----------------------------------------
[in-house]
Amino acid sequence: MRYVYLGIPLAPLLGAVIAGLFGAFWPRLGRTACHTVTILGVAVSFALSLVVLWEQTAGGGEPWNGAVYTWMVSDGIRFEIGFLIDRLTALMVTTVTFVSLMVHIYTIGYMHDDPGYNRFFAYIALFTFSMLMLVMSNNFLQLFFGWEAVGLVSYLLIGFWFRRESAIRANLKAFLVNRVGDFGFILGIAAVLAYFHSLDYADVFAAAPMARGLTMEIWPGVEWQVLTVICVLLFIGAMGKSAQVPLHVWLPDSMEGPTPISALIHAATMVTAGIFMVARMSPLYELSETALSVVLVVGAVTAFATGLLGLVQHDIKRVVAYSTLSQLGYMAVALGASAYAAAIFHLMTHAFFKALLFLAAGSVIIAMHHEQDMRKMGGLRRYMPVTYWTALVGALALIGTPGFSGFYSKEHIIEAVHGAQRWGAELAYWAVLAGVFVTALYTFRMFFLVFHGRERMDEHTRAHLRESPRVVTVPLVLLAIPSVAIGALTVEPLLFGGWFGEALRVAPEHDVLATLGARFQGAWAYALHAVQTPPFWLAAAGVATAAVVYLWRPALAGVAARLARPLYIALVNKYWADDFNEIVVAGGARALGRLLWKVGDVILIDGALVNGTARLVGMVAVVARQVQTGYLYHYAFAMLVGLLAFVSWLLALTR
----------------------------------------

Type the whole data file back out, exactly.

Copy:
[in-house]
Amino acid sequence: MRYVYLGIPLAPLLGAVIAGLFGAFWPRLGRTACHTVTILGVAVSFALSLVVLWEQTAGGGEPWNGAVYTWMVSDGIRFEIGFLIDRLTALMVTTVTFVSLMVHIYTIGYMHDDPGYNRFFAYIALFTFSMLMLVMSNNFLQLFFGWEAVGLVSYLLIGFWFRRESAIRANLKAFLVNRVGDFGFILGIAAVLAYFHSLDYADVFAAAPMARGLTMEIWPGVEWQVLTVICVLLFIGAMGKSAQVPLHVWLPDSMEGPTPISALIHAATMVTAGIFMVARMSPLYELSETALSVVLVVGAVTAFATGLLGLVQHDIKRVVAYSTLSQLGYMAVALGASAYAAAIFHLMTHAFFKALLFLAAGSVIIAMHHEQDMRKMGGLRRYMPVTYWTALVGALALIGTPGFSGFYSKEHIIEAVHGAQRWGAELAYWAVLAGVFVTALYTFRMFFLVFHGRERMDEHTRAHLRESPRVVTVPLVLLAIPSVAIGALTVEPLLFGGWFGEALRVAPEHDVLATLGARFQGAWAYALHAVQTPPFWLAAAGVATAAVVYLWRPALAGVAARLARPLYIALVNKYWADDFNEIVVAGGARALGRLLWKVGDVILIDGALVNGTARLVGMVAVVARQVQTGYLYHYAFAMLVGLLAFVSWLLALTR